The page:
August is the month of my birth (Read: yes, I’m a Leo).
But it was a rather sad month, consumption included. At least I had the gumption to quit reading Portnoy’s Complaint, which although entertaining and funny at first, quickly became tendentious and facile.
Among those moments of grace that I experienced were when I finished Lois Lowry’s Number the Stars and then Edith Wharton’s Ethan Frome. Also, I treated myself to viewing again the 2000 British gangster film Sexy Beast, starring Ian McShane, Ben Kingsley, and Ray Winstone (not in that order).
— Falling in Love (1984): Undoubtedly someone thought that Meryl Streep and Robert DeNiro, two of the best actors of their era, would necessarily create a good film. It didn’t turn out so much. Streep’s Molly is sympathetic; DeNiro’s Frank is as well. But neither of them are especially interesting. Does one know why they have fallen in love with each other?
Which raises a question if this is what is required for the effective portrayal of a love story.
— Olympics television coverage
— Marvin’s Room (1996). Stars Meryl Streep, Diane Keaton, Leonardo DiCaprio, others.
— Dialogue, 5 pp.: A hilarious set of analogies, at the beginning of the second day, belittling Simplicius’ claim that to critique Aristotle requires knowledge of the entirety of his works—that no single claim can be separated from the whole: that the alphabet contains all knowledge, that the color palette contains all images.
— Finished Love’s Lovely Counterfeit. It’s true. It may have inspired some of Miller’s Crossing. But it lacks the emotional complexity of the latter.
— Deadpool: Dracula’s Gauntlet, #1-5: At one point he steals M.O.D.O.K.‘s chair. It’s very hilarious, I think.
— Tag (2019): Adults playing tag, one of which is preternaturally gifted in this game and has never been tagged.
Although I’ve found no evidence for it, I’m deeply certain that “Chili” was meant to be played by Owen Wilson. Or else, Jake Johnson tries to act like Owen Wilson.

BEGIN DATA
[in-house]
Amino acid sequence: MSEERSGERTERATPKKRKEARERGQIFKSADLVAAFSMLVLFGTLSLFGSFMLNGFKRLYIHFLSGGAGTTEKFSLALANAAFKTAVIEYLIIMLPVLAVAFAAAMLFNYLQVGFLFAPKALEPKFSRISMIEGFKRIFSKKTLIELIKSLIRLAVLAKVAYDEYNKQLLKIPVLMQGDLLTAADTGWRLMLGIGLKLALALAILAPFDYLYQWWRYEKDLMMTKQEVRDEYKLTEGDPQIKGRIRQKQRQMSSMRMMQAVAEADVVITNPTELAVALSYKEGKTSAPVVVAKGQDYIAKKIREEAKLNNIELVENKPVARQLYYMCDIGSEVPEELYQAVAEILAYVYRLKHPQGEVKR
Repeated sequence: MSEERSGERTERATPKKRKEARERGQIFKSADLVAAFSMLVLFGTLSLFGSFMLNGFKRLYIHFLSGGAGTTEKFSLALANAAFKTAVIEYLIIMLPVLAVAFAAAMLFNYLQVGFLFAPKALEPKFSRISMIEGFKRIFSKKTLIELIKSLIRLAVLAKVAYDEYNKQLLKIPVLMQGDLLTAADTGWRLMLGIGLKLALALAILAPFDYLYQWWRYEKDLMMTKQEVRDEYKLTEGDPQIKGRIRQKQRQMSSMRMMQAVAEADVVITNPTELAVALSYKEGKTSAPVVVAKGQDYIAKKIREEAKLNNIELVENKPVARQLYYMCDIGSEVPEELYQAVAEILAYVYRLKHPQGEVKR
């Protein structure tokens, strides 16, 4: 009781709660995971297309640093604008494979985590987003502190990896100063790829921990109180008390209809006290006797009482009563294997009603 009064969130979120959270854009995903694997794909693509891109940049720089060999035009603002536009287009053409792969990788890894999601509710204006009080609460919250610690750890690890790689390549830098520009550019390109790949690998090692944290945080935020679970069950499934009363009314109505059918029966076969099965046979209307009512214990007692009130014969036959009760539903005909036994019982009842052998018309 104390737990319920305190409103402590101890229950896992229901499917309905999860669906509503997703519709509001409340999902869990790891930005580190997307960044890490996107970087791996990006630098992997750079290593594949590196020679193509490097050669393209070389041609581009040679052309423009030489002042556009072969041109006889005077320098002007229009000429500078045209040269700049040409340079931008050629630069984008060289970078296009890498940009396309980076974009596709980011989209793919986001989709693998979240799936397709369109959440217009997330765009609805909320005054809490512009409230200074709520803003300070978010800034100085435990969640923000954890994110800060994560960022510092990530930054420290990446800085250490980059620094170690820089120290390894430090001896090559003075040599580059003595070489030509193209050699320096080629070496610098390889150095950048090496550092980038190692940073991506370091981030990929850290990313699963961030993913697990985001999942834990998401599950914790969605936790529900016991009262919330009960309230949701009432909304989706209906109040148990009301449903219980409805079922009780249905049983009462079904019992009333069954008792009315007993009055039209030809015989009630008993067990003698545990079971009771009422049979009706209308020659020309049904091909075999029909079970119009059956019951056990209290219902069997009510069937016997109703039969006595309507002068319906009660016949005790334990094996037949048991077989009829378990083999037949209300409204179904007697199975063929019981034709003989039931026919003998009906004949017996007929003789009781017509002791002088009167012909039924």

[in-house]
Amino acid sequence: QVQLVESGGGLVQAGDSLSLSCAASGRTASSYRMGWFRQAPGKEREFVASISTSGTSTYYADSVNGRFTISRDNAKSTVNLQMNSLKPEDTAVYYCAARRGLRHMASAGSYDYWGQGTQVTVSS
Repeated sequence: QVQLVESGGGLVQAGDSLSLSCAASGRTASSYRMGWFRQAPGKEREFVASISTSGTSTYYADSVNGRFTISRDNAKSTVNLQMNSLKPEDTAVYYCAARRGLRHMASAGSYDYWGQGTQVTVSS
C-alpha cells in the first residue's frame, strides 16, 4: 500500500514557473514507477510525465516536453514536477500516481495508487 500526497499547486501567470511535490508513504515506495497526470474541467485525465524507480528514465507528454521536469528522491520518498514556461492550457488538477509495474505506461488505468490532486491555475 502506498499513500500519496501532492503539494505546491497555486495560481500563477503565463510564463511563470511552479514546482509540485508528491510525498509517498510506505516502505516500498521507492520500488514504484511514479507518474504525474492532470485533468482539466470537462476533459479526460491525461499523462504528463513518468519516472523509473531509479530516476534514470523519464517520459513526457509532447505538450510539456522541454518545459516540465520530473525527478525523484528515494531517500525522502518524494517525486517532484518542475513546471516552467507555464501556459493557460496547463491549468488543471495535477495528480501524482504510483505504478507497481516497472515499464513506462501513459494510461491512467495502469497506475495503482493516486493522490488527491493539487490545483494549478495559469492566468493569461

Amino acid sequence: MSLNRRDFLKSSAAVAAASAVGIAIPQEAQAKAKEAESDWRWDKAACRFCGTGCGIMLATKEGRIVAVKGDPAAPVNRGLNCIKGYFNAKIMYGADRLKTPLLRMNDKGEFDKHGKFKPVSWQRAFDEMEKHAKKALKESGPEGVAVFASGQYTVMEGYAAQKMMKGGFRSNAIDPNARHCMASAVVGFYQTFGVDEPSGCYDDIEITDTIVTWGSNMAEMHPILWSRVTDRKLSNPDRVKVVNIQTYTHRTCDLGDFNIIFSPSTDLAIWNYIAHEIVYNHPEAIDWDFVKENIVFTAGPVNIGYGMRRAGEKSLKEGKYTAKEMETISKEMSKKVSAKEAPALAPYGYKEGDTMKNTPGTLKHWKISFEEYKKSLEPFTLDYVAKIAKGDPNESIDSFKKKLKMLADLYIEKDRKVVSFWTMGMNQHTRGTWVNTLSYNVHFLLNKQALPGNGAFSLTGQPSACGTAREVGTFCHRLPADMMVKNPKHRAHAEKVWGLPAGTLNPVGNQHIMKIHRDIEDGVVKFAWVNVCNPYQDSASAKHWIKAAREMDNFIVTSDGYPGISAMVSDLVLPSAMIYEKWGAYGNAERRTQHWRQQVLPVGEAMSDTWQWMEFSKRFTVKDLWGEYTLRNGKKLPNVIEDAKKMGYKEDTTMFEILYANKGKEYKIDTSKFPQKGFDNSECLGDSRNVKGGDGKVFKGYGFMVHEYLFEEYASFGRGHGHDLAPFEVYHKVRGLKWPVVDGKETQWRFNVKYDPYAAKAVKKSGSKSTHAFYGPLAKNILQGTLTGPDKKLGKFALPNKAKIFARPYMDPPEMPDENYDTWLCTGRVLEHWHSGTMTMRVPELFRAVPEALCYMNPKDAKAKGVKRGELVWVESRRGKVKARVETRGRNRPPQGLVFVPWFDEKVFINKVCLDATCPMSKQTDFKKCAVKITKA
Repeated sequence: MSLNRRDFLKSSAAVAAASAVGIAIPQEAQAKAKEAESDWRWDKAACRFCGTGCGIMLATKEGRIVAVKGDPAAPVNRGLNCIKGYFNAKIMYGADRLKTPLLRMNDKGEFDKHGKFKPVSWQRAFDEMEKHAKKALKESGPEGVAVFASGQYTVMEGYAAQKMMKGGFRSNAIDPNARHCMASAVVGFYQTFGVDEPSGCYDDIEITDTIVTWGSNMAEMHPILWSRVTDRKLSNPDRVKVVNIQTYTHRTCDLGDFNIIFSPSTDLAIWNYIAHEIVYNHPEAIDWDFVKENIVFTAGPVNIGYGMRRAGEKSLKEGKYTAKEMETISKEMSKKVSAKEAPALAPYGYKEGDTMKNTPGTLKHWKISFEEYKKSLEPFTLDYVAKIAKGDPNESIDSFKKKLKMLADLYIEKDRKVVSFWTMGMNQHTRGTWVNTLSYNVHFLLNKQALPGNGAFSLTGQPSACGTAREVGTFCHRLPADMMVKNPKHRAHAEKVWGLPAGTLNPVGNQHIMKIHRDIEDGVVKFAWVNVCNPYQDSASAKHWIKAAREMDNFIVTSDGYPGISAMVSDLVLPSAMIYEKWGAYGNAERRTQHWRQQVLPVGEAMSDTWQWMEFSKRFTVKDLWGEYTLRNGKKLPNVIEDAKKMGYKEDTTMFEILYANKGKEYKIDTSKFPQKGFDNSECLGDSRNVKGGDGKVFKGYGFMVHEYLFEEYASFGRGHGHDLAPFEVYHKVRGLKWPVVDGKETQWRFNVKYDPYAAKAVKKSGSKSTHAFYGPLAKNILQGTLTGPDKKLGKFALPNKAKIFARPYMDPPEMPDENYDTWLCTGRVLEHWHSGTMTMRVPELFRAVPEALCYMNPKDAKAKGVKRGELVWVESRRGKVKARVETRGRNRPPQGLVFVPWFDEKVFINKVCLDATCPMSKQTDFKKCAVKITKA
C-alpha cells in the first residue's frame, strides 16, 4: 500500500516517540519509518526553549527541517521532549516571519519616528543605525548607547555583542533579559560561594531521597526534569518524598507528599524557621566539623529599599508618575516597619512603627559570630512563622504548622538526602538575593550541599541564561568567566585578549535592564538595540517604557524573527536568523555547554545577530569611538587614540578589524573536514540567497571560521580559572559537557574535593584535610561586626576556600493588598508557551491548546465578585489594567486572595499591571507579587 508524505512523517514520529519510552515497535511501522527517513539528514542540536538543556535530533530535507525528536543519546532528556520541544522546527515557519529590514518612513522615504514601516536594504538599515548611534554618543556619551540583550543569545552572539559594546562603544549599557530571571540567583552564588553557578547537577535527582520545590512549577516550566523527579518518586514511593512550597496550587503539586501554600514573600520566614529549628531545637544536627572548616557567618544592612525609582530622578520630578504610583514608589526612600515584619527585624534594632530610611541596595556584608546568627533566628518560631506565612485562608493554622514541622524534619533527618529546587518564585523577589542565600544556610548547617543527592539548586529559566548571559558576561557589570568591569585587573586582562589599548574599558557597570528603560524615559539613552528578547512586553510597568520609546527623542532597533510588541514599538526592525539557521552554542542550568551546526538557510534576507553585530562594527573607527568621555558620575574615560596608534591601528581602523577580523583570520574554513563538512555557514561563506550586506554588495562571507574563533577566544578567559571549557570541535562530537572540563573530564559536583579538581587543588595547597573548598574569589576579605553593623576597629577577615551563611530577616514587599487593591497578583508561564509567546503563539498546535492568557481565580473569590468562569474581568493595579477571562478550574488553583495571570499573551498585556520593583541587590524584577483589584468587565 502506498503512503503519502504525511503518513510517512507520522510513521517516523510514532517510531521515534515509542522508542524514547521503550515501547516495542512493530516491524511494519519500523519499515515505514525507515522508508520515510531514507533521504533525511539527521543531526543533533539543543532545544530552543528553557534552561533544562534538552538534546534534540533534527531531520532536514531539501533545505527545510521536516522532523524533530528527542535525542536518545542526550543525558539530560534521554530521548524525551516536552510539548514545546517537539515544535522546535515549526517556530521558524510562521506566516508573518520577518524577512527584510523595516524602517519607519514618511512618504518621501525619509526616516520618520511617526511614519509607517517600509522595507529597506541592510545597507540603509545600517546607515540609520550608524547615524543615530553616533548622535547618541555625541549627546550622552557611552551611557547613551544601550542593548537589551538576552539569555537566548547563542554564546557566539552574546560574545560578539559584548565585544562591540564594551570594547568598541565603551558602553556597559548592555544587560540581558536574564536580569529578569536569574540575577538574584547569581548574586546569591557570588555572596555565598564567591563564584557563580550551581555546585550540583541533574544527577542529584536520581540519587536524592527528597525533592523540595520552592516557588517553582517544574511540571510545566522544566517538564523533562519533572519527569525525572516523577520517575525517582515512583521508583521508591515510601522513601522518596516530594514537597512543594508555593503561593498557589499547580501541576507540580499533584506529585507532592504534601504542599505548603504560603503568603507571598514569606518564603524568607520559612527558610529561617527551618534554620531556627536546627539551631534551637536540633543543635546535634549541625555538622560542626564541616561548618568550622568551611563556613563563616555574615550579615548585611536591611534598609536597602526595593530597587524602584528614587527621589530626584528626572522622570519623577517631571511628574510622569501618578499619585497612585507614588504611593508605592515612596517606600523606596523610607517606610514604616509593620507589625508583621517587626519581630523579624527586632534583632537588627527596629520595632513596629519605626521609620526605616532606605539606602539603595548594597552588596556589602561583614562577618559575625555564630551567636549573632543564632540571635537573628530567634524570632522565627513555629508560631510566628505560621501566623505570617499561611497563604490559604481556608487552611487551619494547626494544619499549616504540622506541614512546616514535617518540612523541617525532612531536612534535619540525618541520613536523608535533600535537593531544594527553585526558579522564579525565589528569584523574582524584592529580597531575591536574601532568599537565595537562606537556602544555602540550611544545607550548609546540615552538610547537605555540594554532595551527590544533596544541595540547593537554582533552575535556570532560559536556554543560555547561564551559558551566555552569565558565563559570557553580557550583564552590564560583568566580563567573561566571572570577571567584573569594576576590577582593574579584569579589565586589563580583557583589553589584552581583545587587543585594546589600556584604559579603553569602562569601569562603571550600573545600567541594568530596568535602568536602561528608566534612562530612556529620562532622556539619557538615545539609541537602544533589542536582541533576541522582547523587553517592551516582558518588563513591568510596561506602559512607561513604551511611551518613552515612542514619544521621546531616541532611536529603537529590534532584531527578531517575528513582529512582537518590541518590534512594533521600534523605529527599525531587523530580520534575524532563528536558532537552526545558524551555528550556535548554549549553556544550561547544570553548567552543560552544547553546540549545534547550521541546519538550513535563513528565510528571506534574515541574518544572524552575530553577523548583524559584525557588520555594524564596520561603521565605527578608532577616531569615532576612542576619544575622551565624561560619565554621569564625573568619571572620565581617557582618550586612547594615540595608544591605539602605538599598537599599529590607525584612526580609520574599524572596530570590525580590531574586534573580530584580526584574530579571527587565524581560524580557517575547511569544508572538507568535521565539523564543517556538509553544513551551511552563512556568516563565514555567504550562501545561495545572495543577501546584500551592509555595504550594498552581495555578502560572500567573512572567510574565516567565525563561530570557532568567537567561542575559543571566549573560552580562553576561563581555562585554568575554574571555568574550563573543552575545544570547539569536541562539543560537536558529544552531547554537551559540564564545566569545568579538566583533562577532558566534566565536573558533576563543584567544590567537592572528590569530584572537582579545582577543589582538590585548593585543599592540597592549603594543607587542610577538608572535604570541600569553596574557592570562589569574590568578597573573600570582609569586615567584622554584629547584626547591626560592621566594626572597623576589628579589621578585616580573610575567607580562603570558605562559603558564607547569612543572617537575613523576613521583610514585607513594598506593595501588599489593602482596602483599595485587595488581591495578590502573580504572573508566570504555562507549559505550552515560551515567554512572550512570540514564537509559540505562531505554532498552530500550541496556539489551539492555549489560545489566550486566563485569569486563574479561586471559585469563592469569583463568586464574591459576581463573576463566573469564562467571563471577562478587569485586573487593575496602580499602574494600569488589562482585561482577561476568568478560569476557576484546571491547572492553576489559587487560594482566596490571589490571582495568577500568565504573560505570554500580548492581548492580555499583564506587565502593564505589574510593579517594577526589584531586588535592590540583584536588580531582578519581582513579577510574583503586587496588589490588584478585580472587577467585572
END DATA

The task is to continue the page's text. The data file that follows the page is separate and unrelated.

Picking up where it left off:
— Cain, Butterfly, 10 pp.
— Deadpool: Dracula’s Gauntlet, #6-7
— Layer Cake (2006): I’d watched this film once before, I thought. But I didn’t remember the ending. A second watching it didn’t weather well.
— Cain, Butterfly, 15 pp.
— Sexy Beast (2009): I’ve always really admired this film. Ray Winstone is great. As Is Ben Kingsley, Ian McShane. The music is great. The dream imagery is startling, terrifying. The conceit of the robbery is brilliant. The natural disaster is brilliant.
— NYRB on true crime, protests in Columbia
— Cain, Butterfly, 40 pp.
— Finished Cain, Butterfly. Not his best. Apparently made into a horrible 1982 film, starring Stacy Keach, Pia Zadora, and Orson Welles, among others.
— NYRB on Protests in Columbia, Janet Malcolm, Nathaniel Rich’s new book (not that Nathaniel Rich!)
— Lois Lowry, Number the Stars, finished.
— Peppermint (2018): Gods of good film, please forgive me my trepasses.
— The Vault (2021): Trying to wash the taste of Peppermint (sorry, I just couldn’t not) out of my mouth. Eh … Liam Cunningham‘s character Davos Seaworth in Game of Thrones (the HBO series, not the book … I mean, I’m an adult, so the books are just empty pleasures) was so good that I really wanted to see him in another film. But this wasn’t really it.
— Snatch (2000): Given the fact that I’ve watched this several times, perhaps I like it. It’s probably the best of Guy Ritchie’s films. But that is a pretty low bar. His films are just gunplay and mildly interesting caricature of certain criminals, right?
— Galileo, Dialogue …, 5 pp.
— Spinoza, Ethics, 5 pp.: Reading Spinoza is an experience of serenity, when you know what he’s saying. I think I fall into that category (I have taught an entire course on the book).